Money Choices and the Rightness of Grapes

I have a confession to make.

 

I pay someone to clean my house.

 

And that’s not all.

 

I am white. And the woman I pay to clean my house is brown-skinned and speaks so little English (and I so little Spanish) that we communicate mostly by gestures, or through phone calls to her daughter who translates for us.

 

And that’s not all.

 

I paid this woman to clean my house for 10 months when my income was under zero.  That is, during a time when I was spending more on my new business than what I was bringing in. 

 

Elitist?  Racist?  Irresponsible?  Maybe.

 

In any case, I’ve found that in most social justice and religious circles moral judgement intersects with financial decision-making all the time.

 

And in my experience the right/wrong judgments we make about how we, and others, use money often cause more harm than good. In fact, I’ve found that often what looks “right” might actually be closer to “wrong,” or at least not helpful to ourselves or the world.

 

One story from my past stands out as a turning point for me in relation to my thinking on this topic.

 

In 1989, I was a new teacher at a school I often describe as being “founded by flower children.”  It was a small private school in Chicago that served mainly low-income families and we, the teachers, subsidized the cost of tuition with our extremely low salaries.  Working at this school was my introduction to the world of liberal social-justice-oriented Christianity, which was a far cry from the socially, politically and fiscally conservative Christianity I’d grown up with. 

 

Anyway, all the teachers and administrators at the school worked extremely hard for very little money because we believed that all children should have access to an amazing education.  We wanted to change the world, to make it better.  But many of us were also quickly burning out.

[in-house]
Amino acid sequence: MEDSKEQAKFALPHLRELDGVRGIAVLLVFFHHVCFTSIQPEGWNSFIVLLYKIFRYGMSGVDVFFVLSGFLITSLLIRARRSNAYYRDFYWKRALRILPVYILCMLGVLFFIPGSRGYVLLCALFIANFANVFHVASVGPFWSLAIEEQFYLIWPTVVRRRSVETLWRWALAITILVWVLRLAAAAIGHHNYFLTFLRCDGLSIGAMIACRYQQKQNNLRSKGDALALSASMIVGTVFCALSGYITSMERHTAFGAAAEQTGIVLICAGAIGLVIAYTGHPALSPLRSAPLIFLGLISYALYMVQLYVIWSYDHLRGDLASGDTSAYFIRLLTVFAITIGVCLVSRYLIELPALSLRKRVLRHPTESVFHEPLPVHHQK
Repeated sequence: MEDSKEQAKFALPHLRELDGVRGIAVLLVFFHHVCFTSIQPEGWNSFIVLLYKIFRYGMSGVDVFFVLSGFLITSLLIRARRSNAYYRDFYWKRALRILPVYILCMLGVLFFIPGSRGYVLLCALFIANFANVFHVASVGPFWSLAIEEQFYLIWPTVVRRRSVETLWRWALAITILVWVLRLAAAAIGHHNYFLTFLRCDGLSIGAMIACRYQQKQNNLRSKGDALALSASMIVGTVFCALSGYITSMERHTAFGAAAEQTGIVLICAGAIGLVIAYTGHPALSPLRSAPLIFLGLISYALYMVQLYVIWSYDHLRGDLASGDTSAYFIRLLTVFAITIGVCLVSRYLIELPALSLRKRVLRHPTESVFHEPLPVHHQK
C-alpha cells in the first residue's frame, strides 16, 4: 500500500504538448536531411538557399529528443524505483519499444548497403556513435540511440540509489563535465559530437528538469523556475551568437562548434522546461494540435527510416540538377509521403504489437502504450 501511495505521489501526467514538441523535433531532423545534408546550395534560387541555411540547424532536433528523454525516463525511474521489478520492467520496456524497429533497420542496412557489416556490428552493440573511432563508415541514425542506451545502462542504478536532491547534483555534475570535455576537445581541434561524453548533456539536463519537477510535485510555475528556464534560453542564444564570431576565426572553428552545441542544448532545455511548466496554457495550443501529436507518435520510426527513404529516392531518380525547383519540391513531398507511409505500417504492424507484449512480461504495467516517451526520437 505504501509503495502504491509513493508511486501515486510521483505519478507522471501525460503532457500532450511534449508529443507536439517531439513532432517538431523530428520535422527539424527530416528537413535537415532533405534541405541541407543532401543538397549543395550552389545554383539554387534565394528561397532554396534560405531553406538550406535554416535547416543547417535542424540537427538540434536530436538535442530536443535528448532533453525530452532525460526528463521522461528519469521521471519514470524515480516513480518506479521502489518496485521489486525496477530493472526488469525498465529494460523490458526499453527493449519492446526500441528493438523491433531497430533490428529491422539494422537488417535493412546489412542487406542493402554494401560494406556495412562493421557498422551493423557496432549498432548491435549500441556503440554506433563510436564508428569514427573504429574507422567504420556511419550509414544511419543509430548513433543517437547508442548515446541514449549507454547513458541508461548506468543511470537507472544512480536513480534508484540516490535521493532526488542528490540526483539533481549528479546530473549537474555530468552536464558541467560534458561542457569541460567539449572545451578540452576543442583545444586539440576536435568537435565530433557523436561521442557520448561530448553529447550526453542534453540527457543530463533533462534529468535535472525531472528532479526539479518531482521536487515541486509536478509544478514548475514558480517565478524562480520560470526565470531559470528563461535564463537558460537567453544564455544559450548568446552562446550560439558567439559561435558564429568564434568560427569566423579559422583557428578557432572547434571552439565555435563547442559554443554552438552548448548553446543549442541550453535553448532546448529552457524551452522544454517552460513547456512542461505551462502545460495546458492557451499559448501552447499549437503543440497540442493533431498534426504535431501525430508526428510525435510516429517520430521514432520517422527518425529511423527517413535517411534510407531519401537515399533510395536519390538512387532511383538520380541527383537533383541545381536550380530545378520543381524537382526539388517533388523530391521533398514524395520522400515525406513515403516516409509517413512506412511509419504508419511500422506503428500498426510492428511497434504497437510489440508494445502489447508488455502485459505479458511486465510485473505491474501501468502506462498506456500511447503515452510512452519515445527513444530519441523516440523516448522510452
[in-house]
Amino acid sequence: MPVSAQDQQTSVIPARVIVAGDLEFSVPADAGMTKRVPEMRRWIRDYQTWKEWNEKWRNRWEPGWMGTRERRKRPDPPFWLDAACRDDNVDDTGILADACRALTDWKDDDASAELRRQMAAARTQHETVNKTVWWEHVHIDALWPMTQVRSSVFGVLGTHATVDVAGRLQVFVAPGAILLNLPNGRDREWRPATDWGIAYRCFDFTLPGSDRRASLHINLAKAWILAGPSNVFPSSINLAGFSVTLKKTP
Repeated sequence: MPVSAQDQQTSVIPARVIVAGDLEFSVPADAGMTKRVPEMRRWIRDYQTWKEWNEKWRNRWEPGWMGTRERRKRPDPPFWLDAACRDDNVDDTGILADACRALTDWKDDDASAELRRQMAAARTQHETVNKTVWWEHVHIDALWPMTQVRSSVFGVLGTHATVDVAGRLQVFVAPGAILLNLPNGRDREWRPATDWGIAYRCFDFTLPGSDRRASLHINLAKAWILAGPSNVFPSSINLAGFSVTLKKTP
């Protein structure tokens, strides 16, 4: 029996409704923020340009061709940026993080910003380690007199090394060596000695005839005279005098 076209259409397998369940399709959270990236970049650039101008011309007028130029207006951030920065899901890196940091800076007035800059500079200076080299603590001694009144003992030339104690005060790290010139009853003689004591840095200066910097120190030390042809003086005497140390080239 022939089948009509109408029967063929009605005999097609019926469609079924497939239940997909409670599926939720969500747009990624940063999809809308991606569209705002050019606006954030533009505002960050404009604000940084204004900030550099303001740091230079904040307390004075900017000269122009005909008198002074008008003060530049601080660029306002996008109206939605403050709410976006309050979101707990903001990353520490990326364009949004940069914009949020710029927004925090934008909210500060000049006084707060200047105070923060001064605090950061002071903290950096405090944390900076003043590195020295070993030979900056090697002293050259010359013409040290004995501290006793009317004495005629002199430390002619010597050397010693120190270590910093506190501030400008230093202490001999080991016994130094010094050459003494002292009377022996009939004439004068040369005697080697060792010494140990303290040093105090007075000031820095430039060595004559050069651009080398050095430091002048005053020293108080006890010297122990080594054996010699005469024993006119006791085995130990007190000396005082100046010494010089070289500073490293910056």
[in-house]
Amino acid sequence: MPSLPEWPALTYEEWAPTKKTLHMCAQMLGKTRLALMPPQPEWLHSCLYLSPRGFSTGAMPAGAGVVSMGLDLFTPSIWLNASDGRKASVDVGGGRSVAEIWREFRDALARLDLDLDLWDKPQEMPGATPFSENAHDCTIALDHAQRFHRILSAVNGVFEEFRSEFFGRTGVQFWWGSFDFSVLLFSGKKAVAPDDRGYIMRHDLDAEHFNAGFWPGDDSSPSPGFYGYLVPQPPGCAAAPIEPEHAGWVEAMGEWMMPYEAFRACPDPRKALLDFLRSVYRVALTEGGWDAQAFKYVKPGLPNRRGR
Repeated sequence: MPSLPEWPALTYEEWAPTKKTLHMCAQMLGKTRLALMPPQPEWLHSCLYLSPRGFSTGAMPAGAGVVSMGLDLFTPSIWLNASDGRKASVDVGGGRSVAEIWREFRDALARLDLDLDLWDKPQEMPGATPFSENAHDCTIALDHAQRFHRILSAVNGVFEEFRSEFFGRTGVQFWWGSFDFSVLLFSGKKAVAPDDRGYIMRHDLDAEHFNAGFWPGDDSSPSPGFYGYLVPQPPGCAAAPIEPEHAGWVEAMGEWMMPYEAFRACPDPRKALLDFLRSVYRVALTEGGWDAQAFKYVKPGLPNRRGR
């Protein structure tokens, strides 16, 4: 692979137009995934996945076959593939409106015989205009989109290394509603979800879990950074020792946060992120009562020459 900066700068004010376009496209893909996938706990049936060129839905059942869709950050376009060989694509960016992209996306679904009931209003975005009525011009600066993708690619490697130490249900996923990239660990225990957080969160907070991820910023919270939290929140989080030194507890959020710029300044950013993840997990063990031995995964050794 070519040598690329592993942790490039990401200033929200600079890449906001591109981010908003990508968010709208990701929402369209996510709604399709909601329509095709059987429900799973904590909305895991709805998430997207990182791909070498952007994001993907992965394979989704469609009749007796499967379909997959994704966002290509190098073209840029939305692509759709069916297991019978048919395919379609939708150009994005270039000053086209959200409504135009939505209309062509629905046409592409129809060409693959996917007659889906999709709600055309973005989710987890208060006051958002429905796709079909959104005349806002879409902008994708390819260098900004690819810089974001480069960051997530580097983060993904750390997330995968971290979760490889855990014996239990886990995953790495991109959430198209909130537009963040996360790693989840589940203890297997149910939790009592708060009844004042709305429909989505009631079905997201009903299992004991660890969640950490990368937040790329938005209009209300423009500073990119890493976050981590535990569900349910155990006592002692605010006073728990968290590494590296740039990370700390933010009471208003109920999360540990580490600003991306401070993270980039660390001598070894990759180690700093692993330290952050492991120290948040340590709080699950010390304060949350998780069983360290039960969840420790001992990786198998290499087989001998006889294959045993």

I remember one day I was having a conversation with another teacher from my school.  In addition to working at our school, she was living in an intentional community, sharing a house, money and other resources with other adults who were doing various types of social justice work around the city.

 

I don’t remember exactly what we were talking about, but I do remember this.  She had decided that it was okay for her to buy grapes.

 

The grape boycotts of the late ‘80s and early ‘90s were started in support of California’s grape pickers, who were working under terrible conditions.  So, good social-justice types were not supposed to buy grapes.  Her statement, in this context, was surprising, even shocking. I’ve never forgotten it.  Not because I was horrified at the thought of her grape-buying.  At the time, I was new enough to the social justice community that I don’t think I even knew about the grape boycotts.  What was shocking to me was that she’d opened the possibility that a “wrong” decision could be “right.”

 

The values behind the boycott were values that my friend believed in—fair pay and humane conditions for immigrant farm workers—but what she had discerned was that in that particular moment, it wasn’t her battle to fight.  At least not in that way.  And she risked the judgement of her peers when she followed her heart, rather than the “moral right checklist.”  But she also protected her heart, her ability to love, by accepting her limitations.

 

Here’s the thing.  We humans, we’re amazing, AND we are limited.  We live in bodies that need rest and play and nourishment.  We live with hearts and souls that also need rest and play and nourishment.  My friend had realized that she was wearing herself out analyzing every small decision she made.  She needed to pause and hear from her heart about what it was that was hers to do in the world.  And to do that.  Just that.

 

At that moment in her life, she sensed that the grape boycott was taking energy away from her ability to do the work she felt clearly called to do, her work with children and her work for peace.

 

She had to let it go. 

 

She hadn’t stopped caring about the needs of those workers.  She was just admitting her limitations at that moment. 

 

When we first hired a house cleaner last summer, freeing up 16 hours a month was way of honoring my work as I step out into leadership in new ways.